He eventually had to hire other science teachers, because the demand was so strong, and then, about 3 years ago, expanded their online class offerings to include many subjects other than science, at which point Landry Science Academy became simply Landry Academy. When I questioned one of the staff members about the number of students they serve, she explained that they had gained 1,000 students per year in the past three years.

I was impressed.

Starting Off With Creativity

After Greg introduced himself and his staff and the purpose of the retreat, we opened up our lab booklet and he helped us fill in the proper terms for the muscles of the body, one of the diagrams provided. He explained that we were going to do hands-on science throughout the retreat, and that there would not be a specific itinerary, although we would do lots of “very fun” things.

I was sure it was a bait-and-switch for the timeshare pitch. But I honestly didn’t care too much, now, since I was full of chocolate and was getting to chat, childless, with my peeps. About homeschool things, no less.

Before leaving for the night, they passed out plastic aprons with the diagram of a frog’s anatomy on it, and told us to decorate our aprons however we wanted. We were going to enter our aprons into a contest, the winner of which would take home a full, life-size human skeleton. I worked diligently on my frog even though I knew that I had no prayer of winning, and enjoyed every minute of the therapeutic coloring process, while kibitzing with friends. Winner or not, girl time made me feel like I’d already gotten a prize.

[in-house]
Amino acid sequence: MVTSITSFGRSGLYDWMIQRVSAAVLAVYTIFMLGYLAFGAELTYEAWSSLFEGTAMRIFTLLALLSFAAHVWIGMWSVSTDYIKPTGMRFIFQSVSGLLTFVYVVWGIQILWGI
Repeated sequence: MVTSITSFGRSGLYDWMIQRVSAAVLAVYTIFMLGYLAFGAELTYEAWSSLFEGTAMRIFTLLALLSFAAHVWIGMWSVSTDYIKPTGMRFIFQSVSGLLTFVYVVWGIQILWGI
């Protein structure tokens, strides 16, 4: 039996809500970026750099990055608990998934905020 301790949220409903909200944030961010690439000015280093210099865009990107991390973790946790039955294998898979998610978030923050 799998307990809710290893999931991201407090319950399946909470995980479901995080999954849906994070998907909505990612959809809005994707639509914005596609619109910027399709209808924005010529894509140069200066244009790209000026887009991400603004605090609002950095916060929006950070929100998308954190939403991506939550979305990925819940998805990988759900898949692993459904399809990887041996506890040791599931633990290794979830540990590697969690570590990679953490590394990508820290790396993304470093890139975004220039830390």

Science and Stuff

Homeschool Mom Science & RetreatThe next day, after a full breakfast, we jumped into science. We pricked our fingers and put them on little cards to find out our blood type. We swished Gatorade around in our mouths to scrape out skin cells and then combined them with a solution and alcohol to see our DNA. We tasted little strips of paper with a bitter chemical on it that some of us could taste and others of us could not (a fact that was genetically determined). We learned about the importance of graphing to help our kids think critically, and how to prepare them adequately for the SAT and ACT. We saw pig’s lungs (which are similar to human lungs) inflated and deflated with air, and got to touch them. Then they brought out a pair of black lungs that had been smoked with nicotine, and we got to see the comparison at how much less they were able to inflate.

Somewhere in there we ate a full lunch, and the staff even let every attendee choose a science-related door prize to take home. And then, as the coup de grace, they passed out about 10 sheep and cow uteruses. We worked together in groups and dissected them, finding the perfectly formed babies inside.

Greg had been right. It was fun.

Encouragement and Support

After another fun evening of girl talk and pajama bonding, we began our final morning of the retreat. Rather than doing science, on this last day two of Landry Academy’s teachers provided motivational talks on issues that related to homeschool moms. We were encouraged to look at each of the major areas of our lives and to reevaluate the ways we needed to get ourselves back on track (taking care of ourselves personally? Spending more time with our husbands?). We did an exercise in which we reconnected with our personal dreams, and reflected on the ways we could avoid losing ourselves to our homeschooling responsibilities. The staff also answered any questions we had about Landry Academy, and then they passed out buy-one-get-one-free coupons toward the purchase of their online classes, or their two-day lab intensives.